The forthcoming Intel Core i9-12900K CPU continues to be the subject of leaks. Even though the chips haven’t been formally revealed, a Reddit member was able to purchase a few of them earlier this week.
The Core i9-12900K offers a 3.2GHz regular clock and a 5.2GHz turbo speed, according to the listing. It has 16 cores, 24 threads, and 30MB of L3 cache, according to reports. The spec sheet lists a thermal power of 125W, DDR5 memory support, and PCIe Gen 5 capability. Intel Z690, Intel H670, Intel B660, and Intel H610 motherboards will all support the flagship processor.
“12th Gen Intel Core i9-12900K unlocked desktop processor. Featuring Intel Turbo Boost Max Technology 3.0 and PCIe Gen 5.0 & 4.0 support, DDR5 and DDR4 support, unlocked 12th Gen Intel Core desktop processors are optimized for enthusiast gamers and serious creators and help deliver high performance overclocking for an added boost. Thermal solution NOT included in the box. Compatible with 600 series chipset based motherboards.”Based from the product listing via micro center
The information in this listing corresponds to prior leaks as well as Intel’s official preview of its Alder Lake CPUs in August 2021 at the company’s Architecture Day.
MediaTek and AMD announce RZ600 series Wi-Fi 6E chips
The chipset will power next-generation AMD Ryzen-series laptops and desktop PCs.
Today, MediaTek and AMD announced a partnership to co-engineer industry-leading Wi-Fi solutions, beginning with the AMD RZ600 Series Wi-Fi 6E modules, which include MediaTek’s new Filogic 330P chipset. In 2022 and beyond, the Filogic 330P chipset will power next-generation AMD Ryzen-series laptops and desktop PCs, delivering fast Wi-Fi speeds with low latency and less interference from other signals.
AMD and MediaTek developed and certified PCIe® and USB interfaces for modern sleep states and power management, which are critical elements of modern customer experiences, to optimize the AMD RZ600 Series Wi-Fi 6E modules with a focus on delivering seamless connectivity experiences for customers. Furthermore, the optimization process included stress testing and ensuring compatibility standards, which may reduce development time for OEM customers in the long run.
Filogic 330P supports 2×2 Wi-Fi 6 (2.4/5GHz) and 6E (6GHz band up to 7.125GHz) connectivity standards, as well as Bluetooth® 5.2 (BT/BLE). The high throughput chipset is extremely fast, with up to 2.4Gbps connectivity and support for the new 6GHz spectrum at 160MHz channel bandwidth. The Filogic 330P chipset also incorporates MediaTek’s power amplifier (PA) and low noise amplifier (LNA) technology to help optimize power consumption and reduce design footprint, allowing it to be embedded in laptops of all sizes.
AMD RZ600 Series Wi-Fi 6E Modules Specifications
|Wi-Fi Module||Wi-Fi Specs||M.2 Slots|
|AMD RZ616 Wi-Fi 6E module||Wi-Fi 6E 2x2160MHz Wi-Fi ChannelsPHY rate up to 2.4Gbps||M.2 2230 and 1216|
|AMD RZ608 Wi-Fi 6E module||Wi-Fi 6E 2x280MHz Wi-Fi ChannelsPHY rate up to 1.2Gbps||M.2 2230|
The AMD RZ600 Series Wi-Fi 6E modules extend AMD’s Wi-Fi capabilities, providing excellent connectivity solutions to OEMs and end-users whether they are playing the latest interactive games, working remotely, or completing a large project.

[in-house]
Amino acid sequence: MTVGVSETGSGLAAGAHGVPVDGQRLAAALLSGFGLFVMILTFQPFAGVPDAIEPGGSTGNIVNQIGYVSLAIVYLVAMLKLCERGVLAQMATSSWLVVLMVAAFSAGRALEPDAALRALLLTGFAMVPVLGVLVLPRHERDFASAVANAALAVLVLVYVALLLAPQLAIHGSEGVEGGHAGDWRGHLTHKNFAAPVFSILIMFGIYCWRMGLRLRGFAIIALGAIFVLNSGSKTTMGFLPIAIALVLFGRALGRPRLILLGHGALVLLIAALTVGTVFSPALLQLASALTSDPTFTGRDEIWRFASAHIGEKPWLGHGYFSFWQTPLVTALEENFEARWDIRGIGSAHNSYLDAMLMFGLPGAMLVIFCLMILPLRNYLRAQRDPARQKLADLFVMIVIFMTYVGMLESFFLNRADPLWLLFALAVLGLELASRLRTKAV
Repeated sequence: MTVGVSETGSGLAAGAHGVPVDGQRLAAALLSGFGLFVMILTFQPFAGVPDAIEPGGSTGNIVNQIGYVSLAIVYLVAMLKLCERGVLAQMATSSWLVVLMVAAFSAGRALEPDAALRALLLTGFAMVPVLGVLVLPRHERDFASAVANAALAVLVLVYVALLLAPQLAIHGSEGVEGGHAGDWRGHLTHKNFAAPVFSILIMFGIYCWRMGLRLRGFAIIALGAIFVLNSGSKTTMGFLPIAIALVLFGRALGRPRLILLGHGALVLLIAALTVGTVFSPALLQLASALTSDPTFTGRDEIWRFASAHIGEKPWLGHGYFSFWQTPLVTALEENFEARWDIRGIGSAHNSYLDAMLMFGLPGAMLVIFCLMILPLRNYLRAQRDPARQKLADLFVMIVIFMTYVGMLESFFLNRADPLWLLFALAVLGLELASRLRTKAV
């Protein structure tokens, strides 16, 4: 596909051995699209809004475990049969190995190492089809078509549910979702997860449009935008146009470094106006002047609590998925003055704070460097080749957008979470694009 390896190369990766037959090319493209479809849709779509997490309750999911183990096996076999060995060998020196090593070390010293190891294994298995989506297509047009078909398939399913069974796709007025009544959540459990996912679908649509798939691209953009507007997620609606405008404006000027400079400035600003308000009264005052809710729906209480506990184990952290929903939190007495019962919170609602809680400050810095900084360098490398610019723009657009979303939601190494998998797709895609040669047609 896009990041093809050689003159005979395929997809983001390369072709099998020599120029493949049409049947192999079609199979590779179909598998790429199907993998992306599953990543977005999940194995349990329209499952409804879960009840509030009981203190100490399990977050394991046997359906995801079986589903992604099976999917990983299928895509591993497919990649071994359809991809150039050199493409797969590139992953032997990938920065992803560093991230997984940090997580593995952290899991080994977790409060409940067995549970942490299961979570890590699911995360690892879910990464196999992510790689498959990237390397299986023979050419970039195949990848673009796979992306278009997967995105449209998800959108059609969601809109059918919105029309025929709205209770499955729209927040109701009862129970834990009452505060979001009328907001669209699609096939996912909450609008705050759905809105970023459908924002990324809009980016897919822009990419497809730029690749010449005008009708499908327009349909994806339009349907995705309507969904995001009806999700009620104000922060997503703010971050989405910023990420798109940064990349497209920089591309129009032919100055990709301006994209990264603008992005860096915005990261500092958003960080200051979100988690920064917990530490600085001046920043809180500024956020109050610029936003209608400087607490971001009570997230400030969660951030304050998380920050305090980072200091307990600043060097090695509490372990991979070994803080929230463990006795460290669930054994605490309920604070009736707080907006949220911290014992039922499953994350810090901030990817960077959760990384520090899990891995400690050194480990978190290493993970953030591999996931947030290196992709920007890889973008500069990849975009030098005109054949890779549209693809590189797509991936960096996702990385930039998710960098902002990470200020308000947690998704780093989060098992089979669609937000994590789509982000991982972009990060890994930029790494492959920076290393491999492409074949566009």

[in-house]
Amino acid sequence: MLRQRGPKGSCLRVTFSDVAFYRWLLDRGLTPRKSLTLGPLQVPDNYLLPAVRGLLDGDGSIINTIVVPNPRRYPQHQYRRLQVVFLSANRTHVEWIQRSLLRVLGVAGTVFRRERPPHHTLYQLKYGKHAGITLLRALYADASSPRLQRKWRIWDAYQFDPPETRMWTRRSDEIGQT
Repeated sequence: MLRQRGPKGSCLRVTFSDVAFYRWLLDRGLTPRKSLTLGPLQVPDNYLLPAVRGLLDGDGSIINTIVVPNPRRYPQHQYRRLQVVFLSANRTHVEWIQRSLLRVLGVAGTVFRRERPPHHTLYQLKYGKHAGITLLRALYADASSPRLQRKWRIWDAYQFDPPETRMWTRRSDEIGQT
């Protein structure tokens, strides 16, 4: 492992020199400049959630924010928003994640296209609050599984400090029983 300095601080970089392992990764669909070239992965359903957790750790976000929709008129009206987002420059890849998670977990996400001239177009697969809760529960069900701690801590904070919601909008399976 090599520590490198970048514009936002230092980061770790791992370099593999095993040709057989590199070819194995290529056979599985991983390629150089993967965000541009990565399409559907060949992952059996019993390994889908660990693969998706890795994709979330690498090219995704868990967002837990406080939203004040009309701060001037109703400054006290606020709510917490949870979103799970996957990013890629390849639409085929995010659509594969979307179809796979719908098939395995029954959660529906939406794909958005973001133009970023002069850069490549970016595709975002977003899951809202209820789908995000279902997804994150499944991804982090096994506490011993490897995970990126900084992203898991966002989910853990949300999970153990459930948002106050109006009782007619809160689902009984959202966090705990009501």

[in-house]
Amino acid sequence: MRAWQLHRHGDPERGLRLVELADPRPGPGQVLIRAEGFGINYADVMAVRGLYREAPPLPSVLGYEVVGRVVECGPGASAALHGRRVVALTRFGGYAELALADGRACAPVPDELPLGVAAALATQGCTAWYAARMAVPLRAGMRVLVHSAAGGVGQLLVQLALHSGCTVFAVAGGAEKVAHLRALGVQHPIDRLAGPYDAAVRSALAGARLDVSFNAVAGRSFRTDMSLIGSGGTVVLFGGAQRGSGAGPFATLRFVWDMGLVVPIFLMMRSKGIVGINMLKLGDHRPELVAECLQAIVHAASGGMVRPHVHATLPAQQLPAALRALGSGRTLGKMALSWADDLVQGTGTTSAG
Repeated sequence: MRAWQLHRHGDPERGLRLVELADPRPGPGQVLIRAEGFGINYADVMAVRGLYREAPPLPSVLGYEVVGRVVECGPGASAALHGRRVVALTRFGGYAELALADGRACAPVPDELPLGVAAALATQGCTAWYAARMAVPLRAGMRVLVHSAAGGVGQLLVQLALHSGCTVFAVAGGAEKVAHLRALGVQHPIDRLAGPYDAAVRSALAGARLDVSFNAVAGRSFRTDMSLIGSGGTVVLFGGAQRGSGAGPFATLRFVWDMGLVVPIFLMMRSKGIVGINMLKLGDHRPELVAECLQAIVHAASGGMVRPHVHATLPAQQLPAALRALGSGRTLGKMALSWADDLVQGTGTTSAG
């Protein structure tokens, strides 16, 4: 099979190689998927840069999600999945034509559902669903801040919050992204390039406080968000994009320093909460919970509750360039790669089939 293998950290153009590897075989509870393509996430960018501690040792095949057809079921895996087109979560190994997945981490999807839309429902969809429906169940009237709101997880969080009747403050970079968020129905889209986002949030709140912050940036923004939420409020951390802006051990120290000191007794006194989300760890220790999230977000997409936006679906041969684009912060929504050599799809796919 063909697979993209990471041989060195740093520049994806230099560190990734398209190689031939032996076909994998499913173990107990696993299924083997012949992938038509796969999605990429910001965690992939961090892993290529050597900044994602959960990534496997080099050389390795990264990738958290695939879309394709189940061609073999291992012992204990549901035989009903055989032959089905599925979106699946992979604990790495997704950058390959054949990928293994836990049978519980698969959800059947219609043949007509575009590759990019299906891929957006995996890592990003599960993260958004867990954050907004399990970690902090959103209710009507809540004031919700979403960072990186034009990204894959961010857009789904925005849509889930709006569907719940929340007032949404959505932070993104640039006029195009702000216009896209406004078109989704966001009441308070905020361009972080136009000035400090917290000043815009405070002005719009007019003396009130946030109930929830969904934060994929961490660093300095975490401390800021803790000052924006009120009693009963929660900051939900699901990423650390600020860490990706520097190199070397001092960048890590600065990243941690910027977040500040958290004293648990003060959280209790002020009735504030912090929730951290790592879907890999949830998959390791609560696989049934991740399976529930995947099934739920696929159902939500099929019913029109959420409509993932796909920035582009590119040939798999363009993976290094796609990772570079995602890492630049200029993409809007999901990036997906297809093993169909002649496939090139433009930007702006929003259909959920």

Intel and AMD: chip shortage is getting worse
It won’t be over until 2023.
Low stock and high pricing are the results of the ongoing chip scarcity, which affects everything from PCs to Cameros. It isn’t going away anytime soon, unfortunately. Intel CEO Pat Gelsinger told shareholders during a shareholder meeting to disclose the company’s third-quarter financial results that he doesn’t expect the shortfall to end until 2023 at the earliest.
“We’re at the worst of it right now,” Gelsinger told CNBC. “Every quarter next year, we’ll get marginally better, but supply-demand equilibrium won’t be achieved until 2023.” Intel has stated that processor shortages are causing a drop in laptop sales and cautioned that finding good PC discounts this holiday season may be difficult.
To some extent, the other heavyweights of the semiconductor industry concur. Nvidia CEO Jensen Huang said in a similar earnings call in August that supply chain challenges will remain for “the great majority” of 2022. For almost two years, Nvidia’s graphics cards have been in such limited supply that secondary market prices have skyrocketed as scalpers, cryptocurrency miners, and the occasional PC gamer compete for the few GPUs that are still available on the retail market.
In the PC industry, Intel and Nvidia’s main rival agrees, but they are significantly more hopeful. AMD CEO Lisa Su projected that the chip shortage in the second half of 2022 will be “less severe” after being “tight” in the first half, speaking at the Code Conference in September.
It doesn’t end there, though. Qualcomm, ARM, Samsung, and Apple executives all believe that the chip shortage will last until at least 2022, with varying degrees of pessimism for longer forecasts. Industrial powers are attempting to improve supply through increased manufacturing, while politicians strive to assist them to different degrees of success. However, the general assumption appears to be that high pricing and limited supplies will continue to be the norm for practically everything that contains a chip in the coming year.
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